Israeli coalition building -- when tiny religious parties get very strong
Israeli Prime Minister Menachem Begin appears poised to form Israel's next government -- by July 21 according to his expectations. His Likud coalition would join with a bloc of three religious parties to achieve a razor-thin 61 -seat margin in the 120-seat Knesset (parliament).
This raises questions about the prospective new government's strength in handling pressing foreign policy and economic issues. It also holds out the prospect of a tough, hawkish Israeli position upon renewal of talks with Egypt about autonomy for the Palestinians of the occupied West Bank and Gaza which have been delayed for several months pending the outcome of the Israeli election.
Despite talks in both Mr. Begin's party and the opposition Labor Alignment about early elections, Mr. Begin insists that he can govern for a full 4 1/2 -year term. The final election tally -- not published officially until July 10 -- gives him a 48-47 seat edge over Labor. Labor initially appeared ahead with 49-48. This virtally rules out the possibility of a Labor government.
Mr. Begin is now conducting coalition negotiations with three religious parties, all part of his current government and his only likely partners in the next one. They are:
1. National Religious Party (NRP): with six seats, has become increasingly hawkish with a strong interest in retention of and increased Jewish settlement on the occupied West Bank. It would prefer a short-lived government of national unity including both Likud and Labor while it builds up its deleted election strength, down six seats from the previous balloting. But Labor has rejected this option, so the NRP will almost certainly join with the Likud.
2. Agudat Israel: an ultra-Orthodox group with four seats, is interested mainly in domestic religious legislation on subjects like restriction of Sabbath work and prohibition of abortions and autopsies, as well as military service for religious women. It has almost certainly agreed to join with Mr. Begin.
3. Tami: with three seats, broke away from the NRP when its leader, Religious Minister Aharon Abuhastseira felt NRP leaders had given insufficient backing to his fight against corruption charges and to the Jewish community of North African origins which he represents.
Mr. Begin must patch up the feud between Abuhatseira and NRP leaders in order to arrive at his 61-seat majority, a feat which looks feasible but is not yet absolutely guaranteed.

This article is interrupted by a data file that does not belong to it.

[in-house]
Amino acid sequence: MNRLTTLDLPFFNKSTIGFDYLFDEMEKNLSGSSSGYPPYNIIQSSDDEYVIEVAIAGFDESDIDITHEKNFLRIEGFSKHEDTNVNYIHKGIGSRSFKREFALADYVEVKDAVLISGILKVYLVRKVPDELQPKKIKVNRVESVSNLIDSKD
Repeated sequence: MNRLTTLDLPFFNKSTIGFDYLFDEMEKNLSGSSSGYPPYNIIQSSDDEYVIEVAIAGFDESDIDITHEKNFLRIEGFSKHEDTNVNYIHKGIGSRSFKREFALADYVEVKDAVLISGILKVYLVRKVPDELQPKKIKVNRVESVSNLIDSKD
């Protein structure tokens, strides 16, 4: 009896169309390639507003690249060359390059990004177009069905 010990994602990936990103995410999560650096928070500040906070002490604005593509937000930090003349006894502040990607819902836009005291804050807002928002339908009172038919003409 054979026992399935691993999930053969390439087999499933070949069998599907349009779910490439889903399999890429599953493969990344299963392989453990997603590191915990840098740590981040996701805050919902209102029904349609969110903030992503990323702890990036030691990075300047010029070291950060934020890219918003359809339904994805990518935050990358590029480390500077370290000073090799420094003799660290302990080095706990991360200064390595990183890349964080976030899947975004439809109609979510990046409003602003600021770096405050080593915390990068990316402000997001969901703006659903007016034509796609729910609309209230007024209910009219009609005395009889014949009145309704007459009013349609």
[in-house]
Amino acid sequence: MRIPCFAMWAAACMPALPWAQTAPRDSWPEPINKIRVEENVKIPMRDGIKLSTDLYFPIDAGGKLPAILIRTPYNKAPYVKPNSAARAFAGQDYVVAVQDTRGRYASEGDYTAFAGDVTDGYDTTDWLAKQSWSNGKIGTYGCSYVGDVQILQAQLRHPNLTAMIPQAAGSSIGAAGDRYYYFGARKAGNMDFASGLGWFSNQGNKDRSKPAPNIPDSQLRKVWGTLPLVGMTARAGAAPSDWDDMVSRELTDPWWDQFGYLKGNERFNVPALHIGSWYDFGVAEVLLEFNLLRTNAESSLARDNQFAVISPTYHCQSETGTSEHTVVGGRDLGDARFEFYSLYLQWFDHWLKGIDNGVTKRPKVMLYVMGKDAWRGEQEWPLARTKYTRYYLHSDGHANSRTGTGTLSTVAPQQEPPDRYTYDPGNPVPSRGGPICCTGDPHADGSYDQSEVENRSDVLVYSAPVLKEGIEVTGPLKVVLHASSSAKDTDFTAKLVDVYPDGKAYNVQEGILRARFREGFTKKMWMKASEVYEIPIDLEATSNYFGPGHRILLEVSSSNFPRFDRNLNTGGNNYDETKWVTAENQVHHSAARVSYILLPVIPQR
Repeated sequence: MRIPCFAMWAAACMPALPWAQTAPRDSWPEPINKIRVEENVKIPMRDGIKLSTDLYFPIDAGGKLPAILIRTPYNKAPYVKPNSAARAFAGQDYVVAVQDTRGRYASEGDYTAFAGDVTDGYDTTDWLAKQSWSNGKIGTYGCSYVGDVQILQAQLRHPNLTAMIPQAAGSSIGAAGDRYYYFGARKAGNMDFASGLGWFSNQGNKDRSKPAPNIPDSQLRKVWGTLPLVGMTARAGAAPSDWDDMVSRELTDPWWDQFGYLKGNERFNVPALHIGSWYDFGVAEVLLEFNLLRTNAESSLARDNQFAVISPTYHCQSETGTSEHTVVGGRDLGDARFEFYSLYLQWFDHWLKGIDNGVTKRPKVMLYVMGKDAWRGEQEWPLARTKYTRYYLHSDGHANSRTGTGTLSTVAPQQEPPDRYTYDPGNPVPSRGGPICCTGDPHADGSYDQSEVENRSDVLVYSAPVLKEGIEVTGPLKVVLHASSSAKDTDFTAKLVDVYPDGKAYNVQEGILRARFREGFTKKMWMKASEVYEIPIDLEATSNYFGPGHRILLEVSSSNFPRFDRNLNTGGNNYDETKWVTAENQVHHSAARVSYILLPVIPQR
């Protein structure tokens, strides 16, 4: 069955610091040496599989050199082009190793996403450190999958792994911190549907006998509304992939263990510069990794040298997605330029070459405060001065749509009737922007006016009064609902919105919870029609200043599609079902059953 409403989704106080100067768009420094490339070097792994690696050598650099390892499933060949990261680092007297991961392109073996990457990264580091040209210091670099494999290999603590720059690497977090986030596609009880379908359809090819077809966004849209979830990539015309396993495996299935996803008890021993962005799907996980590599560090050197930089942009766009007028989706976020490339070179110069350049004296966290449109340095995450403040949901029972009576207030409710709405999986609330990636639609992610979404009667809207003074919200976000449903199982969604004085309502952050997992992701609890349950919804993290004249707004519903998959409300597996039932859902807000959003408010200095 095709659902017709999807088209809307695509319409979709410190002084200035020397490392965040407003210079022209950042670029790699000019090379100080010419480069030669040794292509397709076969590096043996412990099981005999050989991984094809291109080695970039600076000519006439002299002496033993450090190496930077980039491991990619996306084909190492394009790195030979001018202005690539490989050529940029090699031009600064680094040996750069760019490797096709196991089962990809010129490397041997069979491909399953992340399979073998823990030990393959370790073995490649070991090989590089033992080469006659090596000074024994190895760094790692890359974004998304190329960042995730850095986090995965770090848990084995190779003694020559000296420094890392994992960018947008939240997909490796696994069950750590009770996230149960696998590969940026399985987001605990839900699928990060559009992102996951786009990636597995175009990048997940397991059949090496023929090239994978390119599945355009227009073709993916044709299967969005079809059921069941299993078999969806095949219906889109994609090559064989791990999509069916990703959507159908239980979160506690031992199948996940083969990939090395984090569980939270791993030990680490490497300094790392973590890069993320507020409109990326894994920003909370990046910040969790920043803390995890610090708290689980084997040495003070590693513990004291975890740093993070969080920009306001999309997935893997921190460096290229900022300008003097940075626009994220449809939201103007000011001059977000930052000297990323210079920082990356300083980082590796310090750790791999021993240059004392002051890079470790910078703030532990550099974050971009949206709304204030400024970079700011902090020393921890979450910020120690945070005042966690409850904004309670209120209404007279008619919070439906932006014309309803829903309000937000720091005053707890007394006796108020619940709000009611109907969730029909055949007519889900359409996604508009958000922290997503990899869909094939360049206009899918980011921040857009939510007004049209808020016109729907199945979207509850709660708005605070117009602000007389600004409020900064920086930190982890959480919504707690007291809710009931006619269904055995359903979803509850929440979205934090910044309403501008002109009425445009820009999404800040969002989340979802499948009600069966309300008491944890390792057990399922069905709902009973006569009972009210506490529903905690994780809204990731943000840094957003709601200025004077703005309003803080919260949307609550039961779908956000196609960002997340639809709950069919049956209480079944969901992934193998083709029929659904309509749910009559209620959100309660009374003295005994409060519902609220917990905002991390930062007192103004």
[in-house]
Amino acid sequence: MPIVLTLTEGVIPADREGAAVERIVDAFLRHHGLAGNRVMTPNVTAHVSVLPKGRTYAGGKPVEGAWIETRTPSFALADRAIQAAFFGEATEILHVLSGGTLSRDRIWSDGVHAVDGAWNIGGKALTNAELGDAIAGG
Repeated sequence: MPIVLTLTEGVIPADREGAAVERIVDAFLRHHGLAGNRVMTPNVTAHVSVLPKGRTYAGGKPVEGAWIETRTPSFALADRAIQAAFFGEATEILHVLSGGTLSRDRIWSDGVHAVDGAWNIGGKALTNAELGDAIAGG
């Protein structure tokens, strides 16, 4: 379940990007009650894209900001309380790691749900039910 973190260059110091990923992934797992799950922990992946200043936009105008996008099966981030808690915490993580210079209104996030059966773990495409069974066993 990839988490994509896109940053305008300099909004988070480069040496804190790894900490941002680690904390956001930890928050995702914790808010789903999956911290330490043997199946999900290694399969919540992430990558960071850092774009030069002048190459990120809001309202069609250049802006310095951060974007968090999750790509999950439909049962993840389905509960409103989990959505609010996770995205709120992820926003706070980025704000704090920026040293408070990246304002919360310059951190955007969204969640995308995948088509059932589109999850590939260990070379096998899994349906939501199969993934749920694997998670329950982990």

Neither Moshe Dayan's Telem Party (two seats) nor the right-wing Likud breakaway, Tehyia (three seats), which called for aggregation of Israel's treaty pledge to withdraw from Sinai, are likely to join a Likud-led government.
One danger of such a slim majority is the need for all Cabinet ministers and coalition members to be ever ready for a key vote. One boost to Mr. Begin may be mooted passage of a law to enable ministers to resign from the Knesset, thus freeing them from Knesset roll calls.
The prospective government's survival will depend to a large extent on two factors: the state of Mr. Begin's health and spirits which shifted dramatically during recent months; and the homogeneity of outlook of the coalition.
Mr. Begin told an American TV interviewer that the new Likud-led government would be more like-minded than the last and threfore more durable. It will lack strong- minded ministers like Moshe Dayan and former Defense Minister Ezer Weizmann who were more dovish than Mr. Begin. And it will not depend on the good graces of the now defunct but once pivotal Democratic Movement for Change.
In foreign policy, Mr. Begin would have nearly uniform coalition backing for a tough stand on issues like autonomy negotiation and the still-unresolved crisis over Syrian anti- aircraft missiles in Lebanon.
The apparent failure of coalition negotiations with the pragmatic former Foreign Minister Dayan, who resigned in October 1979 over conduct of the autonomy talks and wanted to head the resumed talks as his price for joining the government, may indicate Mr. Begin's future tack. Dayan aides leaked reports to the Israeli press to the effect that the prime minister expected to "get away with" a hard-line autonomy stand. A limited interpretation of Palestinian self-rule would clash with Egyptian -- and possibly US -- policy.
Should the autonomy talks bog down, however, Mr. Begin could face internal coalition resistance over Israel's scheduled final withdrawal from Sinai in April, 1982. Some members of the NRP and Likud strongly oppose dismantlement of Jewish settlements there.
Another issue which could cause coalition tensions is Israel's economy. Inflation has been kept down artificially, only by massive subsidies of basic commodities and fuel. Any sharp rise in inflation could lead to internal pressure for new policies -- or new elections.
Should new elections become unavoidable, one suggested date is November 1982 to coincide with scheduled municipal elections. Others suggest they might be held earlier to give a fresh mandate for the scheduled final withdrawal from Sinai.